Justice is no longer a basic human entitlement but, rather, has become a unique perspective because its underlying framework includes eyewitness testimony. Such testimony is often a victim of false memory, which can be horribly exploited by the legal system.
False Memory Could Redefine Justice
To the average person, memories are treasures held dear, shared among loved ones, and are the fiber that connects family and friends in a history uniquely their own – a tie that binds in a manner of speaking. Sometimes memories reveal misjudgement and when we reflect on them we criticise choices made and paths pursued. Shakespeare acknowledged this type of reflection in a brilliant passage from Sonnet XXX. “When to the sessions of sweet, silent thought I summon up remembrance of things past, I sigh the lack of many a thing I sought, and with old woes new wail my dear time’s waste” (1609).
Whether memories bring us joy or perplex us, we must acknowledge that they can also evade us. Memory is not the recording device that we believe it to be, ready for instantaneous and perfect playback at our will. Memories are constructions and can, therefore, be reconstructed whether by our own efforts or external input (Loftus, 2013). They are little more than sensory and emotional impressions that can be distorted by beliefs, imagination, misinformation, suggestion, and time (Brynie, 2013). This discussion presents the repercussions of false memory on the legal system and how what has been learned about false memory may be exploited.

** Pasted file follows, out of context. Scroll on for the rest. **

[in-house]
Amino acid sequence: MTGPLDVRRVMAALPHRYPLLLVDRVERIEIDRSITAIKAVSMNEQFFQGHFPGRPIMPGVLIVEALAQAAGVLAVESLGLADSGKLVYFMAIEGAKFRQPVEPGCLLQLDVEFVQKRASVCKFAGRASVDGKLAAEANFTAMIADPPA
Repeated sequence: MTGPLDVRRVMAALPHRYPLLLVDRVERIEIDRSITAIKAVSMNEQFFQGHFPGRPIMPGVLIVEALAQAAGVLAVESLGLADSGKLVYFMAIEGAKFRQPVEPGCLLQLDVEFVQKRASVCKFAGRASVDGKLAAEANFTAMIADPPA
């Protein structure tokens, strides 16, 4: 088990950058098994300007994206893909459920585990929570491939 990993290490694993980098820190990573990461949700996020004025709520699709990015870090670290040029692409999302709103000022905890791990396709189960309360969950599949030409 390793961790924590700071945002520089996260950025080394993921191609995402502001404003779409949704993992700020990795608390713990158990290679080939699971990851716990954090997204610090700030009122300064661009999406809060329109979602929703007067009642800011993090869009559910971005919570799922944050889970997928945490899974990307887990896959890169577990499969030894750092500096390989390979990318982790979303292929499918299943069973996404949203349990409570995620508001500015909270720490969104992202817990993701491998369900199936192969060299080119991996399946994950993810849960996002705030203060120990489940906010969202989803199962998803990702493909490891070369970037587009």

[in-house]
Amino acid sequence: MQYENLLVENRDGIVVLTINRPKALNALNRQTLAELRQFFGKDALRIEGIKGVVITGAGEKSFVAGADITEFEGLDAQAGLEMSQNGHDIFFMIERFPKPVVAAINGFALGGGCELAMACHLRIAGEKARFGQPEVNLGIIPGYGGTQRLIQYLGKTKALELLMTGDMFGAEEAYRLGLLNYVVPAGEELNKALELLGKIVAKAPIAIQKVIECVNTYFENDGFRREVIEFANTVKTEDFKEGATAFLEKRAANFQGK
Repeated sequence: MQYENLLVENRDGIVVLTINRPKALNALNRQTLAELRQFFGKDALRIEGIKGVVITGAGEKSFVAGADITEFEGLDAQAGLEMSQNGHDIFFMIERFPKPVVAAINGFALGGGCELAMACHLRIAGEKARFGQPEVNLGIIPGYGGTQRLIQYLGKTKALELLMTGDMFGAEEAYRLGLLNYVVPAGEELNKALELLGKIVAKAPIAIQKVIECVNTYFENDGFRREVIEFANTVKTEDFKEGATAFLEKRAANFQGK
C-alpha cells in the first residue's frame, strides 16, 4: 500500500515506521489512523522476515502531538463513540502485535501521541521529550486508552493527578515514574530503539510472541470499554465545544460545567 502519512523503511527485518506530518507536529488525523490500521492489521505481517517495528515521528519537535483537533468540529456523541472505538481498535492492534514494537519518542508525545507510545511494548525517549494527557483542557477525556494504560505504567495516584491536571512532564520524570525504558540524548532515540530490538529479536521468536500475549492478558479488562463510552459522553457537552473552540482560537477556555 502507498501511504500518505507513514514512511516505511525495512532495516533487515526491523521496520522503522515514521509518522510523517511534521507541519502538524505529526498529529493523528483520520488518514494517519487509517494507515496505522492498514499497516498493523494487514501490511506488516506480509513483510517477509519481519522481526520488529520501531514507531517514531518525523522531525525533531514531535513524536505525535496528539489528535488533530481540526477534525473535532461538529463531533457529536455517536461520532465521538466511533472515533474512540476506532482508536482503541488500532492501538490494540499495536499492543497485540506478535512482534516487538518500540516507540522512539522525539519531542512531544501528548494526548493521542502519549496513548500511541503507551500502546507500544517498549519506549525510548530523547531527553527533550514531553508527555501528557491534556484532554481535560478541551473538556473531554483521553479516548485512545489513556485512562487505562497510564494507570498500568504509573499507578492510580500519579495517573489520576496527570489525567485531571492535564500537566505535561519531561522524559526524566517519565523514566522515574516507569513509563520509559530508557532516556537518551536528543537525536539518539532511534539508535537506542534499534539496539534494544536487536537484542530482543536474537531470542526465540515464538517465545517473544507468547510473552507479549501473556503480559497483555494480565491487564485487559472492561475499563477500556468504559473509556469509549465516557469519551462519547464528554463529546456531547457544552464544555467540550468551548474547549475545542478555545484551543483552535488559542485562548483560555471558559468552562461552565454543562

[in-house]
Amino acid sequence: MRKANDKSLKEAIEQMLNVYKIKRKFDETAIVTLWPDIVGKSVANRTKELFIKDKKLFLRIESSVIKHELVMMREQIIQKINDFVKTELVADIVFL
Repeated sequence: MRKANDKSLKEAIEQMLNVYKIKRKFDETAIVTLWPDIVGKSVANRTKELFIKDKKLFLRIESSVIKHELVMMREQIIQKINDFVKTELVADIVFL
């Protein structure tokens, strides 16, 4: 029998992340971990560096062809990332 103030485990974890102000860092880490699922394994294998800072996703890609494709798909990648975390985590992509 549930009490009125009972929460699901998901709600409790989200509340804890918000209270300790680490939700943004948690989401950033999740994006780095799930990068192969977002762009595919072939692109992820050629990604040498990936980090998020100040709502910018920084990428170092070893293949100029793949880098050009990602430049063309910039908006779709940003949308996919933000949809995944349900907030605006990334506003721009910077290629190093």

No matter how convincing testimony may be to a jury, a good prosecutor will seek to undermine recall, particularly in eyewitnesses, making memory the least reliable source of evidence. A Cornell study showed how attitudes and beliefs can affect memory. In this study 283 college students read a story about a man who left a restaurant without paying the bill. Half the participants were led to believe the man was a scoundrel and the rest read that he left the restaurant because he got an emergency call. Both groups knew the composition of the bill and the amount; yet a week later, those who were told the man was a scoundrel remembered a higher-than-actual amount for the bill and those who were told he received an emergency call remembered a lower-than-actual amount (Lang, 2006). Such studies show that all a prosecutor needs to do is create a bad impression of an individual through introducing auxiliary facts and information, and this can distort how that individual is perceived by the jury later in deliberations.
Visual images can also be used to distort memory and/or influence attitude. It was once the assumption of cognitive research that verbal stimulus was most effective in producing false memory. However MRI studies suggest that introducing visual imagery is a compelling dimension in this research. When visual imagery is presented during the time between a significant event and when memory might be probed, false memory is consistently the result (Gonsalves, Reber, Gitelman, Parrish, & Marsel Mesulam, 2004). Visual imagery produces stronger false memories than verbal stimuli because of the number of regions engaged in processing visual imagery. Visual representations both shown and imagined can be produced that may resemble those that would have been produced if the object had actually been perceived, rather than only seen in an image.